As always, we started with a pizza as appetizer. Steve celebrated his EC Rookie status by choosing the ‘za: we had the, dang it, what was it called? Something silly like the Ranch Hand or Wrangler or something. I tried to find the place’s menu online so I could get the name of our pizza but I only came across a two-star review from a guy name Jesse G. who complained, “they put way too much cheese on the pizza for my taste.” What a pussy. Hey Jesse, why don’t you go ride 117 miles over three mountains and then get some pizza. Too much cheese? Hell, I was salting my pizza! Just for the salt! I was craving salt. I’d have eaten a whole stick of salami if it had been provided as garnish, which come to think of it is a pretty good idea.

On a pizza called the Ranch Hand you’d expect toppings like hardtack and tumbleweed, but it was a classic: mushroom, sausage, pepperoni, something else. (I can’t remember the fourth topping—I guess I ate too fast.) Then we had pasta. I heavily promoted the chicken Marsala and two others had it. Jamie had something that looked exactly like it but wasn’t, apparently. I will publically apologize to Rob for not warning him that it was a cream sauce. It never occurred to me to classify this as a cream/non-cream dish. Just that it was chicken, and pasta, and fattening, and actually this time the pasta was a bit overcooked but dang, it was good anyway. So was the oddly spicy cream of mushroom soup. I’m doing EC again next year just to eat at Upper Crust again.

After dinner we had to go to K-Mart, America’s Favorite Store, so Ian could buy some earplugs. Why earplugs? Because my flatulence had kept him awake from 4:15 a.m. on the night before. (When he first complained about this, I thought he said his own flatulence kept him awake from 4:15 a.m. on, and I thought, wow, what a coincidence, I was gassy too at that time! And I started to wonder if, like female roommates end up on the same monthly cycle, guys sharing a room might start to have synched-up flatulence. But no, it was just me doing the flatching.) Ian purchased some Hearos, despite his misgivings that the attenuation chart and noise reduction info on the package didn’t cover flatulence. I told him not to worry because my concussive blasts were doubtless much louder than the norm anyway.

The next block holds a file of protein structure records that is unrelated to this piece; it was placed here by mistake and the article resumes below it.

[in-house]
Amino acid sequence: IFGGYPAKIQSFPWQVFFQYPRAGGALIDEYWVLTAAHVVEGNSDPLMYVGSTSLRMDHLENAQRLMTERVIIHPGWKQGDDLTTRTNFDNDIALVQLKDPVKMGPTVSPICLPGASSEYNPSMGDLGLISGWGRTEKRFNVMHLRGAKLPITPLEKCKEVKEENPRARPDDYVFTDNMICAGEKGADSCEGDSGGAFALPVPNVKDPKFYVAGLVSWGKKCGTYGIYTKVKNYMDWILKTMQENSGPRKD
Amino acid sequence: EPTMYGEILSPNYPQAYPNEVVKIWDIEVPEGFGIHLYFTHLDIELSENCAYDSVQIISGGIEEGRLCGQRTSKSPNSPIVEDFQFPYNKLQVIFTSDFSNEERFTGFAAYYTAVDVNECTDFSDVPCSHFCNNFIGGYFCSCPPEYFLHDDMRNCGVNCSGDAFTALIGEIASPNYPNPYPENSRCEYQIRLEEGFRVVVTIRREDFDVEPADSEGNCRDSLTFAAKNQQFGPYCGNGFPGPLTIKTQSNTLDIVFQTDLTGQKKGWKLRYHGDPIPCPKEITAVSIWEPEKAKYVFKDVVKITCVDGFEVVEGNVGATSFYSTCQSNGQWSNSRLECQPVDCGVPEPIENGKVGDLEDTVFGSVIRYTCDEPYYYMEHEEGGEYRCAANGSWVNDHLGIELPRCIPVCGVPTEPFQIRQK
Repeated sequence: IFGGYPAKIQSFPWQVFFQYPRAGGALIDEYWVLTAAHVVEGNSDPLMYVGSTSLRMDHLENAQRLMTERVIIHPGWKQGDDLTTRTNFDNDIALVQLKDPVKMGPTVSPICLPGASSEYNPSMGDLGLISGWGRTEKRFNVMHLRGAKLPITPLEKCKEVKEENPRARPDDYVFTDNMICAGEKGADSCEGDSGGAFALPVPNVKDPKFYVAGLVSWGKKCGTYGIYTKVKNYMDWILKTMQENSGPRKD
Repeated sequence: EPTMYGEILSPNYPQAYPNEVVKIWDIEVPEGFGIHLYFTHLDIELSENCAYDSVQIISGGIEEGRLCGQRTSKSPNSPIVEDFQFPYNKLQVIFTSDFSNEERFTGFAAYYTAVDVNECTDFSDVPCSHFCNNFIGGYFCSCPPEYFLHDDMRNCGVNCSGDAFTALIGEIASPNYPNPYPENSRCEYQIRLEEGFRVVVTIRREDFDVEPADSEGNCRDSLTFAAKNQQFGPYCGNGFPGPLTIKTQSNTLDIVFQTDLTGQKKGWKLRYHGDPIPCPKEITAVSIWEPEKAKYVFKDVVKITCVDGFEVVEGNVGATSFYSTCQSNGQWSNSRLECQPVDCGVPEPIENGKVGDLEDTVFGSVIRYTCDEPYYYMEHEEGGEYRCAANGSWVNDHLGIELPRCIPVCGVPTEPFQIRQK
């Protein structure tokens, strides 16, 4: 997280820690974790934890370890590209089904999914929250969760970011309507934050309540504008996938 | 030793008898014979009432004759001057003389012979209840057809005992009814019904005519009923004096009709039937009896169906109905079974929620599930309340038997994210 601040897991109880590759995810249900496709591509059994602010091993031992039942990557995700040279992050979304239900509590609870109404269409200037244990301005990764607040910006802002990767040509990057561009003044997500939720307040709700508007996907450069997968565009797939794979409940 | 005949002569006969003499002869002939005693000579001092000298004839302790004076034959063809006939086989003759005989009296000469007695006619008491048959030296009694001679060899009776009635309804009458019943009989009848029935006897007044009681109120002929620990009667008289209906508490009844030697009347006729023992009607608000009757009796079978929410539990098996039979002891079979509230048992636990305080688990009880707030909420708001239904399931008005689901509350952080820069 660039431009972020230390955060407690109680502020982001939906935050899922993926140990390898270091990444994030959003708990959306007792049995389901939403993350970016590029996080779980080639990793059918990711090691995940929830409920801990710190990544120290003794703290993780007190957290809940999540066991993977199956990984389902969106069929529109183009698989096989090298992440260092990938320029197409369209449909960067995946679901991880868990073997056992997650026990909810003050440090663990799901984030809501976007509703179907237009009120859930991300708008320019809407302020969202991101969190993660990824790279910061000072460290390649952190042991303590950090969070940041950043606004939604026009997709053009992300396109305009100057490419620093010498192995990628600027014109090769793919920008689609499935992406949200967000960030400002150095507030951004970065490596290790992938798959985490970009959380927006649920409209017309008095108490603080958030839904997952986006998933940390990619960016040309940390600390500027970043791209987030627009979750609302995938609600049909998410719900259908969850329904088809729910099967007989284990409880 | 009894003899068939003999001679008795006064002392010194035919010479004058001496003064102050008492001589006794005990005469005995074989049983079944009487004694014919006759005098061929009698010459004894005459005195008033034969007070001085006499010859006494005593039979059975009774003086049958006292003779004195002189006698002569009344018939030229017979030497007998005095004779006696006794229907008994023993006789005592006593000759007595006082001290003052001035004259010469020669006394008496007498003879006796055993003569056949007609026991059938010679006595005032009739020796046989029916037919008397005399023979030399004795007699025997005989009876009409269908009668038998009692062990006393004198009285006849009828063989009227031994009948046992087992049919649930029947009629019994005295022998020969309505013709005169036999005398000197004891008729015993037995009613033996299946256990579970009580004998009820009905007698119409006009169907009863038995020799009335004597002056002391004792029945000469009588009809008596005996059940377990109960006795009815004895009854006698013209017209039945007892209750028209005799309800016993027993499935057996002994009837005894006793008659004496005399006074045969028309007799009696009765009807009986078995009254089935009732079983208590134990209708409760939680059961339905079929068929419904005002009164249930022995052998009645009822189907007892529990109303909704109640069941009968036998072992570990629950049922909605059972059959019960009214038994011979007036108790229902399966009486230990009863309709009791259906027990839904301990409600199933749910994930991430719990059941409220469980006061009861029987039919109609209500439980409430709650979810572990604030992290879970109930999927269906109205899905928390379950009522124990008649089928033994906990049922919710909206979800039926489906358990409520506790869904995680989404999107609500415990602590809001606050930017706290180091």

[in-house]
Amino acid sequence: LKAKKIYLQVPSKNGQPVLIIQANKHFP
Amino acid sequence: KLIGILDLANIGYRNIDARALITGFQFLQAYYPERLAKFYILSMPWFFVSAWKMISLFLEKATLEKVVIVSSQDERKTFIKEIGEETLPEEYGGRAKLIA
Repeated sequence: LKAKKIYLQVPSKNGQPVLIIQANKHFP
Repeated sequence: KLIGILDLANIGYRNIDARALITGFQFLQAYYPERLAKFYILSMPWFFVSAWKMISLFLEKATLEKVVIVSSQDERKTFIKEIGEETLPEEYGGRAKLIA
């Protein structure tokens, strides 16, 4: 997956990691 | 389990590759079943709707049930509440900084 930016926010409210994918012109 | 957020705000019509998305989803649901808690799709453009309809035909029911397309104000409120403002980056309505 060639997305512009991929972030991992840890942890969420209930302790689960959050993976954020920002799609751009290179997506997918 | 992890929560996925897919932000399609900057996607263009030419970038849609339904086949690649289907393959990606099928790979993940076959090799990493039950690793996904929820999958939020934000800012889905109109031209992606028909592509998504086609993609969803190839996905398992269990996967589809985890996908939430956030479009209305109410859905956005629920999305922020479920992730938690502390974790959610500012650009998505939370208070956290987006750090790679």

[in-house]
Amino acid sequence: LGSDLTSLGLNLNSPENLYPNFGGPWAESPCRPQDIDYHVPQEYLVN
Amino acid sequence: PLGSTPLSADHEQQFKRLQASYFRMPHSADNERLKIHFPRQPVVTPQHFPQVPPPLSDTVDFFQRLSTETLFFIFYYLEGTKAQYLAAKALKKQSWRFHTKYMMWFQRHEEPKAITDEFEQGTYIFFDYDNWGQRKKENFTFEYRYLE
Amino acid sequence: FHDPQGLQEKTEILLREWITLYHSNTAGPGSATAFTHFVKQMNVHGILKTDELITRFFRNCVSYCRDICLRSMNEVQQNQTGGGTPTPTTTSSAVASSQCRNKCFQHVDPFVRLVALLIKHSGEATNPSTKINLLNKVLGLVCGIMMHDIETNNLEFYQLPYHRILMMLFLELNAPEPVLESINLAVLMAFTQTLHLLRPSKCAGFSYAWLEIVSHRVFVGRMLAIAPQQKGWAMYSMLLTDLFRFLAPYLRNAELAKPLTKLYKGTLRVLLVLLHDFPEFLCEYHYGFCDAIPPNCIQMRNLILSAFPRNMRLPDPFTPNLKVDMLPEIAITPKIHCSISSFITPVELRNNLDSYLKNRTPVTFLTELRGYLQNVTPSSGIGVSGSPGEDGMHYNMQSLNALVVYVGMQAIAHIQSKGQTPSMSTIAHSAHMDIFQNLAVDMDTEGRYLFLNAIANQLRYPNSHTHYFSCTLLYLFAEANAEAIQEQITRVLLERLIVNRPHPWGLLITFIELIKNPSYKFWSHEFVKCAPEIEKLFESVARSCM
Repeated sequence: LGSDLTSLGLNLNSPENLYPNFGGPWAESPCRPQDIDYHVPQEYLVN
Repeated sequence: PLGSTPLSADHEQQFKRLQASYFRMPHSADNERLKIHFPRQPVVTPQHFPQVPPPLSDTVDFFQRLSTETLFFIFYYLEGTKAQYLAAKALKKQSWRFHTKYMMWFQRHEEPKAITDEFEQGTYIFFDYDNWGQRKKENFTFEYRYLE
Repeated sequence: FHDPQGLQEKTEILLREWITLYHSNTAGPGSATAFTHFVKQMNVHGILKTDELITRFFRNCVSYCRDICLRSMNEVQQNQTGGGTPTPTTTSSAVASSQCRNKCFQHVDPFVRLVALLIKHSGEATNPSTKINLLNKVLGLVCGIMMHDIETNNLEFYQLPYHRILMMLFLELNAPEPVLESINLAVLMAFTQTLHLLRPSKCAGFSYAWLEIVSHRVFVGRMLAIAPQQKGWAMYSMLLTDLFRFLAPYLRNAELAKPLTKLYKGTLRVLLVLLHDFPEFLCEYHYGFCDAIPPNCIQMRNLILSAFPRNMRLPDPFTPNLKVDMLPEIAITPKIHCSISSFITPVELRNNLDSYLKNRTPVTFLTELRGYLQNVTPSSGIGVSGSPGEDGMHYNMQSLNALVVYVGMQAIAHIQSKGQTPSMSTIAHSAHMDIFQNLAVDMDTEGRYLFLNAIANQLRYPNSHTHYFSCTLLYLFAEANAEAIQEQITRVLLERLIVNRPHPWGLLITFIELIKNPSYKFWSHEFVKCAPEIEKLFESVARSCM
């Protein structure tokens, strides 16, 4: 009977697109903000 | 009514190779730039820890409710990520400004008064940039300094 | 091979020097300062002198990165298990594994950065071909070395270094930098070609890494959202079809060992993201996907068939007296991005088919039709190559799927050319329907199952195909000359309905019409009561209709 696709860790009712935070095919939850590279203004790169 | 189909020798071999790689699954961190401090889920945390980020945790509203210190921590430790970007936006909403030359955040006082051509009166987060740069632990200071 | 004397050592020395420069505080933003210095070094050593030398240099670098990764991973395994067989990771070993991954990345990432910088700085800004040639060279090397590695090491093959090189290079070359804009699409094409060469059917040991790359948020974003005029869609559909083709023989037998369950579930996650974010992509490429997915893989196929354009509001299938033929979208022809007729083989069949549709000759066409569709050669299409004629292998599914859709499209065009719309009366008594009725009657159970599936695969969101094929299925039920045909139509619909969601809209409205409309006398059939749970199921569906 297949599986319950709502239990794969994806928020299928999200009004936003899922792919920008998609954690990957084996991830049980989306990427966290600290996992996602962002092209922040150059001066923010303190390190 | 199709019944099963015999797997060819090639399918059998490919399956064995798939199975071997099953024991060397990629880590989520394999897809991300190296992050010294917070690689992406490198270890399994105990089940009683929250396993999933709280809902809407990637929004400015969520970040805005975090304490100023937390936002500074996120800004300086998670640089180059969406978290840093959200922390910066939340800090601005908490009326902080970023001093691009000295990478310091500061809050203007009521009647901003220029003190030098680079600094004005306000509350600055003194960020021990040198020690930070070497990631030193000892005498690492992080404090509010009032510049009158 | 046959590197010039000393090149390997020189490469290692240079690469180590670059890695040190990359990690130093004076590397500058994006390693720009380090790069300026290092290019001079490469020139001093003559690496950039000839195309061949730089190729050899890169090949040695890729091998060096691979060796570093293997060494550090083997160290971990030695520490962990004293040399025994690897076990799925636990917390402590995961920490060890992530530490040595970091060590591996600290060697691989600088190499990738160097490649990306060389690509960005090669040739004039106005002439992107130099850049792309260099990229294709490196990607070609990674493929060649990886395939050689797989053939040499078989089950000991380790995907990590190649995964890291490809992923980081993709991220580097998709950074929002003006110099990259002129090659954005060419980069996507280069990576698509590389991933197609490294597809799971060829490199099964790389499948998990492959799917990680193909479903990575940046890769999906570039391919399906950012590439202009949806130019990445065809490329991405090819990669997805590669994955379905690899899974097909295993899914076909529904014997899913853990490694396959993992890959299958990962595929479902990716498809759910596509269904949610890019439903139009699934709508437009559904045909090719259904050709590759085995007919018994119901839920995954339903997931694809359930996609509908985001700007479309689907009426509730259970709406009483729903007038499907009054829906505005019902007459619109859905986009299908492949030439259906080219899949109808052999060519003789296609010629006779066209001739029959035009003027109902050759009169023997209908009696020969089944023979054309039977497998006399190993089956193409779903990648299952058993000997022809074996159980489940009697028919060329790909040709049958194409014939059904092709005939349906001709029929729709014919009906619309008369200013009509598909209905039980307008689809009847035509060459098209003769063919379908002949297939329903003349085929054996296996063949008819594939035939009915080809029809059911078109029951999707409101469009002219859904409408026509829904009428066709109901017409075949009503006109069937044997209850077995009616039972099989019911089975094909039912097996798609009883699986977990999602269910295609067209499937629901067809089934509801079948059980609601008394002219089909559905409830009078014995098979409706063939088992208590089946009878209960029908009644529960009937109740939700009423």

Back at the motel, Rob studied an impressive legal textbook, and I couldn’t help but feel sheepish about the fact that, though cycling may be enough for some of us, others are actually getting somewhere in life, making something of themselves. It didn’t help that I was pretty much brain-dead and struggling just to transfer my race numbers to a clean jersey. I mean, here Rob was deep in thought processing complex ideas about law, while I was somehow managing to pin my number not only to the jersey but to the bedspread. When I was finally done, and Rob had realized he wouldn’t get any studying done with me forgetting every thirty seconds to shut the hell up, we headed out to McDonalds for some freedom fries. We brought some back for Ian. Look at this happy customer.

Stage 2 – 88 miles, 14,070 feet of climbing

During Stage 2 I drank four bottles of my preferred energy drink, about a bottle (two halves, really) of the race-supplied beverage, and a bottle of water. It’s hard to take on a bottle of water during the race because you don’t want to use up limited water bottle cage space for a non-caloric beverage. So during the hottest stretch (90+ degrees) of the third pass I rode along holding the bottle of water, drinking greedily from it, like Landis in that famous Tour stage. It didn’t work as well for me. (Maybe it was the testosterone, blood transfusion, and Jack Daniels that worked so well for Landis.)

Oh, and I had three gels and a half-banana. I didn’t want the banana—the very idea of eating it made me want to hurl—but it was a little kid volunteer offering it up which was so cute. Once I took possession of it, of course I wouldn’t waste it. That’s just how I was raised. So after carrying it for half a mile or so I choked it down.

I was fricking dying on that last climb. It which gains more than 6,000 feet over 20 miles, and I’d blown up before even reaching it. I was nauseated and weaving and fighting off despair. My heart rate was stuck in the 130s, sometimes dipping into the 120s. I was afraid to look at my bike computer’s mileage reading: to know how many miles I had left would be too demoralizing. At one point I saw the 6,000-foot elevation marker, and was elated because somehow I’d missed the 5,000-foot marker and thought I was still below it. But the elation didn’t last long as I realized being at 6,000 feet wasn’t actually that great of news: I still had over 4,000 feet to climb. During this climb I only passed one guy in my category. That gave me a little bit of a morale boost, because at that moment I hated him even more than I hated life. This was the kind of suffering that I wouldn’t wish on anybody except maybe the other Masters 35+ riders, all of them , damn them.

I don’t know how I made the summit without losing my shit entirely. When I crossed the line I thought I was going to burst out crying. Its’ the kind of bike-induced misery that—now that it’s over—I wouldn’t trade for anything. A real Vision Quest kind of suffering. The kind of torment that forges you, like heat-treating a frame, as long as you survive the process and don’t come out warped like a damn Cannondale.